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Opendoor is creating too many rentals

Steven Levy over at Wired recently wrote a short piece comparing Opendoor’s iBuying approach to what Zillow was doing when it was in the space. (Thank you Robert Wright for forwarding me the article.)

As we have talked about before, the fundamental problem with Zillow’s model is that it couldn’t accurately predict where home prices were going. It was losing too much money and so they shut down that side of their business.

The article talks about Opendoor’s approach and how they’ve spent the last 8 years refining a valuation model/approach that is now apparently pretty accurate. That’s positive. But here’s another excerpt that I found particularly interesting:

There’s one controversial aspect of the business model that Wong didn’t bring up. It appears that when companies like Zillow and Opendoor can’t easily sell a home, the fallback is what’s called an “institutional sale.” All iBuyers sell a small but not insignificant percentage to institutional investors with aspirations of being “mega-landlords.” While the marketing materials of the iBuyers emphasize clean sunny rooms and frictionless transactions, that segment of the market involves hedge funds like KKR and Blackstone snapping up properties for rental, limiting the inventory available for families seeking homes. Even the Biden administration has weighed in on the evils of this trend: “Large investor purchases of single-family homes and conversion into rental properties speeds the transition of neighborhoods from homeownership to rental and drives up home prices for lower cost homes, making it harder for aspiring first-time and first-generation home buyers, among others, to buy a home,” said a recent White House dispatch.

It’s interesting for two reasons.

First, these highly tuned valuation models are now being used to scale the acquisition of single family homes. No specific figures are given, but Levy speculates that some iBuyers could be feeding up to 20% of their homes to institutional buyers. Economies of scale are a challenge with this asset class. Here technology is helping.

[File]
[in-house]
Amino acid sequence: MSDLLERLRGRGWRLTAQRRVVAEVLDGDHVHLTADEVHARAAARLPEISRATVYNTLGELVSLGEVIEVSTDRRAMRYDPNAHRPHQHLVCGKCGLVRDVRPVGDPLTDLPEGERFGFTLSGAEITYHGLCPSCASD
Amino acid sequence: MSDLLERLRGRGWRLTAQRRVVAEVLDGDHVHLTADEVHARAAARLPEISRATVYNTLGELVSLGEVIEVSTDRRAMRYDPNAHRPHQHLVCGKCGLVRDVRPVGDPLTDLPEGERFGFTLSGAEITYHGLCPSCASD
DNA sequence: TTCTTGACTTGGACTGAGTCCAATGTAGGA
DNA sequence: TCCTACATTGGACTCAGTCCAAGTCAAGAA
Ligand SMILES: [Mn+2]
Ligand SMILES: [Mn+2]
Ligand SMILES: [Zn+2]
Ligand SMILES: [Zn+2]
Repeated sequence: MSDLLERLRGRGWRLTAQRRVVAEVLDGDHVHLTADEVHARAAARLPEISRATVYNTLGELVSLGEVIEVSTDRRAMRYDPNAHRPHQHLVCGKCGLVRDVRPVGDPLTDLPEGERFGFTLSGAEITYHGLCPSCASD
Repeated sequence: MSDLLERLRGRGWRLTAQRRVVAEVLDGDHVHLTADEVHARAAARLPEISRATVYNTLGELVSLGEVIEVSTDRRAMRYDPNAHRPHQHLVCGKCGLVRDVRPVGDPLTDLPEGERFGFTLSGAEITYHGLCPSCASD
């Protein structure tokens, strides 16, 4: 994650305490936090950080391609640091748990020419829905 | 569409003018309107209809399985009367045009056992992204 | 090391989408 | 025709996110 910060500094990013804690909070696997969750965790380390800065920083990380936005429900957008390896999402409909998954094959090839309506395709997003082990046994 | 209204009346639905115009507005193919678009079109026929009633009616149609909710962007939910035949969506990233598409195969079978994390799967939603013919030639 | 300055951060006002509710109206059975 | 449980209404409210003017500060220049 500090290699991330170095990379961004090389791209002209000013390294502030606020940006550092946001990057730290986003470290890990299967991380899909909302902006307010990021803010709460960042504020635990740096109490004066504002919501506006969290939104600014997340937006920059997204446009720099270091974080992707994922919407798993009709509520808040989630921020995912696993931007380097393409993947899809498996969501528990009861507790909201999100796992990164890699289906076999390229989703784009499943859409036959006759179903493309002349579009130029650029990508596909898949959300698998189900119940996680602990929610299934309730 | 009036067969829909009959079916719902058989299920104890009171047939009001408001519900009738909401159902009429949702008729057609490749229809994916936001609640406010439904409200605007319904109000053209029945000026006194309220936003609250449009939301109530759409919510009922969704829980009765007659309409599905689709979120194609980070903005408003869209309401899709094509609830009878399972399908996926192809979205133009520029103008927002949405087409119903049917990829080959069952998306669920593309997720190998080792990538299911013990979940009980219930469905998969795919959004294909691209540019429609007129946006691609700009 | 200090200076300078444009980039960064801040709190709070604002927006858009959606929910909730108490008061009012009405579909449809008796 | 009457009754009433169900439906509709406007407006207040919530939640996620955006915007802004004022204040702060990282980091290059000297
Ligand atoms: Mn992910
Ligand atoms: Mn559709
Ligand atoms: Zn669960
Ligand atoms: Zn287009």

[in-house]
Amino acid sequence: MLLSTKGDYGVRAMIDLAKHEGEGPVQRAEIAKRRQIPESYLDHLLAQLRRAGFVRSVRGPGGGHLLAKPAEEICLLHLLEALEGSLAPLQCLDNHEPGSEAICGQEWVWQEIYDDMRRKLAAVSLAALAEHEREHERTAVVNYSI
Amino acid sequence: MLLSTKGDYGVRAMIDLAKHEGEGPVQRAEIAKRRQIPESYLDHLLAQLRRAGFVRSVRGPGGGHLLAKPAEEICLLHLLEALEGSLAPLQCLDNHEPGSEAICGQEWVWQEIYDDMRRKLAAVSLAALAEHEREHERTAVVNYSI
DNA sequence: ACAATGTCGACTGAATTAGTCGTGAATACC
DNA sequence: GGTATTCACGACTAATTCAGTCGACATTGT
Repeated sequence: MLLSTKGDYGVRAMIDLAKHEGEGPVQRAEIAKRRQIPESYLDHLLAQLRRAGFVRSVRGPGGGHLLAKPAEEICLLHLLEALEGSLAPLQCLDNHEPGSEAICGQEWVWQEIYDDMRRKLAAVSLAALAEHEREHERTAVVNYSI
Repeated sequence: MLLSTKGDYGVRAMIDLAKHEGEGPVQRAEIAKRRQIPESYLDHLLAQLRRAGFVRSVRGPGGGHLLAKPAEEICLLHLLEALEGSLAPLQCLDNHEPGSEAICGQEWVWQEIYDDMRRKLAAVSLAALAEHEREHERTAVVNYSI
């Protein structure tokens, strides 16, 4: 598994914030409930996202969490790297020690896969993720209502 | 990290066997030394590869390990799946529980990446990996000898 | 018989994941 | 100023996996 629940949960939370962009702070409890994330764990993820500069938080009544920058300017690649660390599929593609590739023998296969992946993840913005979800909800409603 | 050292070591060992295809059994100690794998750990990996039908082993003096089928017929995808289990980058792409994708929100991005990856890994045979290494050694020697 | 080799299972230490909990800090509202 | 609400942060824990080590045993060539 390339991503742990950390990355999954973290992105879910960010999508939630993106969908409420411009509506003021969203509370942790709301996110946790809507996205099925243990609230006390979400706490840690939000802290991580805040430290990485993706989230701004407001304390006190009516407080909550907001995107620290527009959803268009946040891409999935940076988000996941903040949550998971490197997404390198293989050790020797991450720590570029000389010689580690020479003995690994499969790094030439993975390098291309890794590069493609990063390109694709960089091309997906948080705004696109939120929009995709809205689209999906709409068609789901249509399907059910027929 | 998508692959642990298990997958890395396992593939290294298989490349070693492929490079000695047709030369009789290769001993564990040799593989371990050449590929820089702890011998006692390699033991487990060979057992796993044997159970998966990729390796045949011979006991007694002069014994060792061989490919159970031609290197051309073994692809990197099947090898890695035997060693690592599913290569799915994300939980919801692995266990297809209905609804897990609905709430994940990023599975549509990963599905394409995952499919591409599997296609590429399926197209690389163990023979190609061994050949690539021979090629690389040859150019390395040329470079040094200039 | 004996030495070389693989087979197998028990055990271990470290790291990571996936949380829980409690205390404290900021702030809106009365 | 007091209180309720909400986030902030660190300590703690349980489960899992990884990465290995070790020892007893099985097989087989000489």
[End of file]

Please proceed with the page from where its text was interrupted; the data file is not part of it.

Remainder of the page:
Second, I don’t like the tone toward renters in the above White House dispatch: “[It] speeds the transition of neighborhoods from homeownership to rental.” This line in particular implies that renting is perceived as being suboptimal to homeownership and that “speeding”’ towards the former is something that should be avoided for reasons of social good.

Even the words that are used here suggest biases. A single-family home is called, well, a home. But a rented one is a rental property. I reckon that a home is a home regardless of whether it’s low-rise, high-rise, rented, or owned.

1 Comment so far

  1. Nancy

    Without pensions, salary growth, inflation, low interest rates, no pensions and a diminishing middle class, there is little opportunity to save enough for retirement . Home ownership used to be the way for middle class families to build a bit of wealth for retirement and/or a rainy day. The institutionalization of home ownership into a commodity is an affront to a generation to save enough during their lifetime to retire. Home ownership / property ownership offers a sense of pride and place that will never be replaced by a rental. The USA was built people immigrating with the hope of a better life, and chance to own a home, to have some control over the place you live and that’s why you’ll see the USA be cautious about hurdles to home ownership.


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